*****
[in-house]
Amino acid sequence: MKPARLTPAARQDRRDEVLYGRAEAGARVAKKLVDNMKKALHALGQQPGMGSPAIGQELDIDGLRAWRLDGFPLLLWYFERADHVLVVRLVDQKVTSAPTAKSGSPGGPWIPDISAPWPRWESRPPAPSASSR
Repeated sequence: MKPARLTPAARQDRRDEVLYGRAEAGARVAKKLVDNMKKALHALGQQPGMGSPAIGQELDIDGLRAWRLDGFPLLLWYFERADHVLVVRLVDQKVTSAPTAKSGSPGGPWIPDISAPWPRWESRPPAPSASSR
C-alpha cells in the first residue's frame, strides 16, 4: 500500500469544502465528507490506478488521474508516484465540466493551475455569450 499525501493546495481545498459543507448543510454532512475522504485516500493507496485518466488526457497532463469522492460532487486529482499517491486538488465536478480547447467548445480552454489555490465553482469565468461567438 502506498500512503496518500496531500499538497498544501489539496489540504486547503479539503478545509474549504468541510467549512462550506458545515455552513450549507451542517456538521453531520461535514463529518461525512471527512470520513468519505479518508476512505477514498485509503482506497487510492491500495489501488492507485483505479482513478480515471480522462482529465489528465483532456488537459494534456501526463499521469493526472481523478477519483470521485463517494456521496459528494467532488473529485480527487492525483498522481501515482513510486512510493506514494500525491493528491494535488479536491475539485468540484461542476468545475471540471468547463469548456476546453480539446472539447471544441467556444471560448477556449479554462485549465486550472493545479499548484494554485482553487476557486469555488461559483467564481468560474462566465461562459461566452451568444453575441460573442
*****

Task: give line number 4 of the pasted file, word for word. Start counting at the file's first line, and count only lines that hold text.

C-alpha cells in the first residue's frame, strides 16, 4: 500500500469544502465528507490506478488521474508516484465540466493551475455569450 499525501493546495481545498459543507448543510454532512475522504485516500493507496485518466488526457497532463469522492460532487486529482499517491486538488465536478480547447467548445480552454489555490465553482469565468461567438 502506498500512503496518500496531500499538497498544501489539496489540504486547503479539503478545509474549504468541510467549512462550506458545515455552513450549507451542517456538521453531520461535514463529518461525512471527512470520513468519505479518508476512505477514498485509503482506497487510492491500495489501488492507485483505479482513478480515471480522462482529465489528465483532456488537459494534456501526463499521469493526472481523478477519483470521485463517494456521496459528494467532488473529485480527487492525483498522481501515482513510486512510493506514494500525491493528491494535488479536491475539485468540484461542476468545475471540471468547463469548456476546453480539446472539447471544441467556444471560448477556449479554462485549465486550472493545479499548484494554485482553487476557486469555488461559483467564481468560474462566465461562459461566452451568444453575441460573442